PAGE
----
Tuesday, October 9, 2012

Try A Little Tenderness

“One who is full loathes honey from the comb but to the hungry even what is bitter tastes sweet” Proverbs 27:7

“Anxiety weighs down a heart but a kind word cheers it up.” Proverbs 12:25

In the 60’s Otis Redding recorded Try A Little Tenderness. The song reminds men women’s reactions to circumstances can differ from theirs. Lacking a new dress can sap the vitality from a woman’s spirit. Recognize when she is upset and show sensitivity. Try a little tenderness, it lightens her load and enhances the relationship.
Many years ago we, along with a group of friends, lunched together after Sunday morning church. The Olive Garden was a favorite destination with unlimited soup, salad and breadsticks. For me, the piece de resistance was the Andes mints liberally distributed by our server. Those little candies provided the crowning touch to a time of good food and great fellowship.
My subject isn’t eating, it is kindness and the importance of generously spreading it around. When life’s going great, hitting on all cylinders, kindness is like those Andes mints. It’s the little extra something special topping off a wonderful time. Feeling like Jack, in the movie Titanic; we’re “King of the World,” invincible.
On the other hand, life at times is traveling in steerage. Things aren’t going swimmingly; they’re falling out of and not into place. In those situations the Andes mints of kindness are sources of refreshment our starved souls need.
It’s easy to spot those who life is trampling down. Posture, body language, facial expressions, tone of voice and words spoken scream “I’m hurting.” Go a step further and you’ll find people so beaten down they’ll accept abusive treatment. Proverbs 27:7 explains that “to the hungry even what is bitter tastes sweet.”  Negative attention is better than nothing at all. Feelings of unworthiness can also prevent people from experiencing genuine kindness; this is unfortunate.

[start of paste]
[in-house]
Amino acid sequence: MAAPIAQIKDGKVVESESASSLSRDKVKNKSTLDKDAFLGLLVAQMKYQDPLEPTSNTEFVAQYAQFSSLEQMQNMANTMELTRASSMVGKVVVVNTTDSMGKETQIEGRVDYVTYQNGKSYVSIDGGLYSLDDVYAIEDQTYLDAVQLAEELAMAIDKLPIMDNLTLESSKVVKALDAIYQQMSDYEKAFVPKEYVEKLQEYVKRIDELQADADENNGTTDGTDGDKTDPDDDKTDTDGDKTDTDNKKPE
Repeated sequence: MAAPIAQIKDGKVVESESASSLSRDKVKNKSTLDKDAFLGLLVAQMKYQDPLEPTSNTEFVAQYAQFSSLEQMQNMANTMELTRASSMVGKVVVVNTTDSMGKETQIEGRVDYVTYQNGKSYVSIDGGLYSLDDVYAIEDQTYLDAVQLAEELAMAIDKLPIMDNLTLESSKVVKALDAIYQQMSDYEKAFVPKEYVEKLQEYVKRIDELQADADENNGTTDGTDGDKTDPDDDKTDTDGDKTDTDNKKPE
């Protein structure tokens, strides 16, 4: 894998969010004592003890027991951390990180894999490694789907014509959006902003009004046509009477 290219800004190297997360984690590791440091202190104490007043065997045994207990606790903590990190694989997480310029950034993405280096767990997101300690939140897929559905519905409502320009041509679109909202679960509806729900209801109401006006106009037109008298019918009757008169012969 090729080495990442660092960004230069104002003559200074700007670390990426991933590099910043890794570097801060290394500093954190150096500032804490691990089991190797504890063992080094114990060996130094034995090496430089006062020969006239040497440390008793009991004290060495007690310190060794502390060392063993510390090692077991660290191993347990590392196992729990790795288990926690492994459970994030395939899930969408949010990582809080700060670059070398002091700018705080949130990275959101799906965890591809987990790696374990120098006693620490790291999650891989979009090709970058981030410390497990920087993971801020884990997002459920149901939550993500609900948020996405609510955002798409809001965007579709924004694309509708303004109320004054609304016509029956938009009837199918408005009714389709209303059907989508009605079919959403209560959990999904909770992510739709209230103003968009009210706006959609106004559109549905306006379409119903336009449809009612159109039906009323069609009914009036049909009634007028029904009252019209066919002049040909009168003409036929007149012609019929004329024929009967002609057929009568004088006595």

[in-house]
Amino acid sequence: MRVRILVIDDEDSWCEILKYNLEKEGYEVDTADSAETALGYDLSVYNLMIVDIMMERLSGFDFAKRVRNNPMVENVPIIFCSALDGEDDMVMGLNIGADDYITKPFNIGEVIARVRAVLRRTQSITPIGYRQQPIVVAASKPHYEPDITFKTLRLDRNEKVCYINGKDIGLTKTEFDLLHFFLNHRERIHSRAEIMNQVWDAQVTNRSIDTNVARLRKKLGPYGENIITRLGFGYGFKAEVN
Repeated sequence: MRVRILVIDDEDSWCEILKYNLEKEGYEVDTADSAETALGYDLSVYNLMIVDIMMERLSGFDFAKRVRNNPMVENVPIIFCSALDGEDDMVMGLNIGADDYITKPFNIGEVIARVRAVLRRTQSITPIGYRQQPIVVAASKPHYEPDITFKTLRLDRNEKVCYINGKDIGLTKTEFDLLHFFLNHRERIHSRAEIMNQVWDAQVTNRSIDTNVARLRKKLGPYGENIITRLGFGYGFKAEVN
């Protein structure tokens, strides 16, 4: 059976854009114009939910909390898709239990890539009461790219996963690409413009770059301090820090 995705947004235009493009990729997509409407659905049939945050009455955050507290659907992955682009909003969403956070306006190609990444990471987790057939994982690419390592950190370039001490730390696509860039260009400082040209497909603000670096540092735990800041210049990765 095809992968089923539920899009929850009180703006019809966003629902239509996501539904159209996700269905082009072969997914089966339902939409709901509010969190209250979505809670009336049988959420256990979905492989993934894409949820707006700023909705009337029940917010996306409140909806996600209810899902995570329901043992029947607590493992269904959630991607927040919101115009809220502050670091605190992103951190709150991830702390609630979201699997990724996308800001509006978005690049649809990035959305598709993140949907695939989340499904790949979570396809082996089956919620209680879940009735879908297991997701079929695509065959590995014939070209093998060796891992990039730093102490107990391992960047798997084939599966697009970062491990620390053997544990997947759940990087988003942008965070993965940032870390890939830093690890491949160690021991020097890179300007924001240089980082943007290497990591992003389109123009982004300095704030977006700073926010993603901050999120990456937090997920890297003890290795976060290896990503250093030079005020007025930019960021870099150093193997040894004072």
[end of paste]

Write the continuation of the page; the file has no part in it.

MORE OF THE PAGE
Judging only by appearances is faulty. Several years ago I watched a program about the life of the late comedian, Chris Farley. I knew his work from the movie Coneheads. Chris was a class clown and life of the party, making people laugh. He appeared to be the epitome of success, but inside his life was spiraling downward. After a night on the town he’d drag himself to morning Mass. Fascinated with angels and the supernatural, it appeared to me he was searching for something else, perhaps God. I don’t know that Chris ever encountered Him. Despite all his success Chris committed suicide. The outward actions and persona masked the internal turmoil and desperation.
            People don’t always advertise their pain. Some believe no one would care even if they knew. Others don’t wish to burden people who have their own problems. To some, expressing feelings they may not understand is difficult. The walking wounded are everywhere, some are just harder to recognize.
            My point is, everyone benefits from kindness. We may never know what a small act of love and attention means to someone. Those who look like they have it all may be the neediest. A word of encouragement, a hug, a phone call or email, a card or a small gift may seem insignificant. To a person starved for attention, they're more than an Andes mint, they’re a whole meal. Whether someone is easy to like or difficult to deal with, try a little tenderness, it could save their life.

1 comment:

  1. Being kind is such a great attribute. I believe that someone's silence may be the loudest cry of all. The hardest people to love are usually the ones who need it the most.